From Shreveport to the Supreme Court

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L to R: Harold Gilley, Patricia Gilley, Professor Paul R. Baier, George M. Armstrong, Jr., Professor of Law, and Collins Meredith, 2L student.

Oyez! Oyez! Oyez! Two LSU Law alumni are set to argue before the Supreme Court of the United States in November.

“We are not ‘high building lawyers,’” said Attorney Patricia Gilley.

Mrs. Gilley describes her firm as a “Mom and Pop” shop. She and her husband of forty years, Harold Gilley, graduated from LSU Law in 1977. This husband and wife team now operates a family-run firm, Gilley & Gilley, in Shreveport, Louisiana. 

Though she may be humble about her practice, Mrs. Gilley has reached the summit of any attorney’s career. She will argue the case of Henderson v. United States before the Supreme Court on November 28, 2012.  At issue is the applicable standard to judge “plain error” under Federal Rule of Criminal Procedure 52(b), also known as “the time of trial rule,” or “the time of appeal rule.”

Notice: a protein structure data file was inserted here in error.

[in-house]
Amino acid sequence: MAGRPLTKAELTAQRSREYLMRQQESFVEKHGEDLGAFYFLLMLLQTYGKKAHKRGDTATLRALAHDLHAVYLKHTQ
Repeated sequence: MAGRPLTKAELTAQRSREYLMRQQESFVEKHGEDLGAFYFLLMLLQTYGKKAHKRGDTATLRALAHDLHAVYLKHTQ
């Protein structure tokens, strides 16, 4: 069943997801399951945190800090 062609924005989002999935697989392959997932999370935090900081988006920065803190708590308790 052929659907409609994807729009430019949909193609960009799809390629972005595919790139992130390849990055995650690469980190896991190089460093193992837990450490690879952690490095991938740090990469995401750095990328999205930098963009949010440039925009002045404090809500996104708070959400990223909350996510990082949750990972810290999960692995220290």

The Gilleys recently visited the Paul M. Hebert Law Center and shared their experience with students. The Student Bar Association sponsored a luncheon where Mr. and Mrs. Gilley spoke about the excitement and chaos that followed their case from the Fifth Circuit Court of Appeals to the Supreme Court.

During their visit, the Gilleys also took part in the Advanced Appellate Advocacy Seminar taught by Professor Paul R. Baier, George M. Armstrong, Jr. Professor of Law. Mrs. Gilley mooted her case against Collins Meredith, 2L, during the seminar. Anna Brown served as Marshal of Court. William Macke and Je’rell Rogers sat as Associate Justices beside Professor Baier, who acted as Chief Justice.  The bench peppered Mrs. Gilley with questions as preparation for her November argument.

“This was the best rehearsal I could ask for,” said Mrs. Gilley. “This is good practice for me, and it’s great for the students.”

Humbled and amazed, Mrs. Gilley told the seminar students that even humble origins can lead to the High Court.  Mr. Gilley will be sitting with Mrs. Gilley at counsel’s table the day of the argument.

“You never can tell where you will end up when you are a street lawyer,” said Mrs. Gilley.

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